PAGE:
Halifax sees house prices soaring 16%

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The Independent Online

Halifax, the UK's largest mortgage lender, yesterday doubled its forecast for house price growth this year to 16 per cent but said a slowdown was already under way.

Halifax, the UK's largest mortgage lender, yesterday doubled its forecast for house price growth this year to 16 per cent but said a slowdown was already under way.

This would be a slowdown from the current levels of 20 per cent but Halifax said it did not expect any falls in prices before the end of the year.

The bank said a revision was inevitable after recording a 9 per cent rise in the first five months alone. "Reality has caught up with our forecasts," said Martin Ellis, its chief economist.

The group said high levels of employment and historically low interest rates had boosted demand for property, which, combined with a shortage of homes for sale, had led to high price rises.

But it said it still expected the market to slow during the second half of the year as the cumulative effect of four interest rate rises began to bite and first-time buyers faced increasing problems getting on to the property ladder. It added that the number of mortgages approved for house purchases slowed in April, while recent surveys from estate agents reported a fall in enquiries from buyers and a reduction in the number of sales agreed.

"We expect the annual rate of house price inflation to fall from its current 20 per cent to 16 per cent by the end of the year," Mr Ellis said. "This month's interest rate rise signalled a change in tactics by the Bank of England and is likely to increase the effectiveness of efforts to cool consumer spending growth and the housing market.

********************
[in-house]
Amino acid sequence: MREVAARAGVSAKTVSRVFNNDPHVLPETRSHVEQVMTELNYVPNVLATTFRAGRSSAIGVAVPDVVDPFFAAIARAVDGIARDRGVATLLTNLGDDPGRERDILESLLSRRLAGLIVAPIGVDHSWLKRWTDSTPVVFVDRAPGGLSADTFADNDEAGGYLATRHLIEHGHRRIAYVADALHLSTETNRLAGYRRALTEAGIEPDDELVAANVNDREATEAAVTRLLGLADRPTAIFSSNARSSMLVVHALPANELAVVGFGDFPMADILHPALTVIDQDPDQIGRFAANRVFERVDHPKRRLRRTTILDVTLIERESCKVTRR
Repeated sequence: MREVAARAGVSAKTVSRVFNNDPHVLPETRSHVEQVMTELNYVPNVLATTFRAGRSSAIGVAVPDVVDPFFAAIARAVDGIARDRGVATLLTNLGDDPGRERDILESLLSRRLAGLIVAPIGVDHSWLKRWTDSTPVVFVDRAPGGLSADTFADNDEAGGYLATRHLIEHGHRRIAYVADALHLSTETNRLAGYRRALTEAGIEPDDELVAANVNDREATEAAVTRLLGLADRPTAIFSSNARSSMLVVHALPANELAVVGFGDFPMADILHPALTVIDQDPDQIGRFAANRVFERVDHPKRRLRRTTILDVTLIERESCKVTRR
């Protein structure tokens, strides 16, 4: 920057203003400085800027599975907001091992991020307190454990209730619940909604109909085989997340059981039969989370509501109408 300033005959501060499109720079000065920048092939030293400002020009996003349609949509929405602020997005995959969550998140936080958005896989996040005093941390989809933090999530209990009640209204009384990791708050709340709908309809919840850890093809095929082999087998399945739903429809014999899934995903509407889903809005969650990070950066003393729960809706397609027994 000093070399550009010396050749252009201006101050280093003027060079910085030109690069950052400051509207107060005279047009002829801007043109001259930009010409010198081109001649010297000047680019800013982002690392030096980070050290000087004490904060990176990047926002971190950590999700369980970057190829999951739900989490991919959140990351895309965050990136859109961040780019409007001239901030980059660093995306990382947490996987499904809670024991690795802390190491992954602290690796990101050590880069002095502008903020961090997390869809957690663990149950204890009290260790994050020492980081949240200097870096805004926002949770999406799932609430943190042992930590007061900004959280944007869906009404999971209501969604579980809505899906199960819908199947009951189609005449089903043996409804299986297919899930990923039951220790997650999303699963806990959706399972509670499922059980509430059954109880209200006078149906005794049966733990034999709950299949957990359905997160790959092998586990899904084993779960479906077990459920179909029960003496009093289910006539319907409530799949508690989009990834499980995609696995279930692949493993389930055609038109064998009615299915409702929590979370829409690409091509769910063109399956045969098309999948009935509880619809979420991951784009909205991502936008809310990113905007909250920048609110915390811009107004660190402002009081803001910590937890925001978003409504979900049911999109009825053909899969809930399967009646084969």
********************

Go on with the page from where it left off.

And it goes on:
"The rise in base rates from 3.5 per cent to 4.5 per cent since November should act as a brake on housing demand, causing house price growth to begin to slow over the coming months."

Halifax said there was evidence the market was cooling, pointing to a decline in the number of mortgage applications and falls in new enquiries to estate agents.

Last week Mervyn King, the Governor of the Bank of England, said the risk of a crash had risen. But Mr Ellis said: "The market is well underpinned by a strong labour market and the fact that interest rates are at historically low levels. I don't expect there will be a spike in interest rates or a big downturn in the labour market."

He was supported by a report from Standard and Poor's, the credit rating agency, which said the mortgage market was "still favourable". "Standard and Poor's still expects the slowdown in the market to be orderly but there is a risk of a sharper-than-expected correction, which could be linked to a more general decline in the UK household economic confidence," said Michelle Brennan, its credit analyst.

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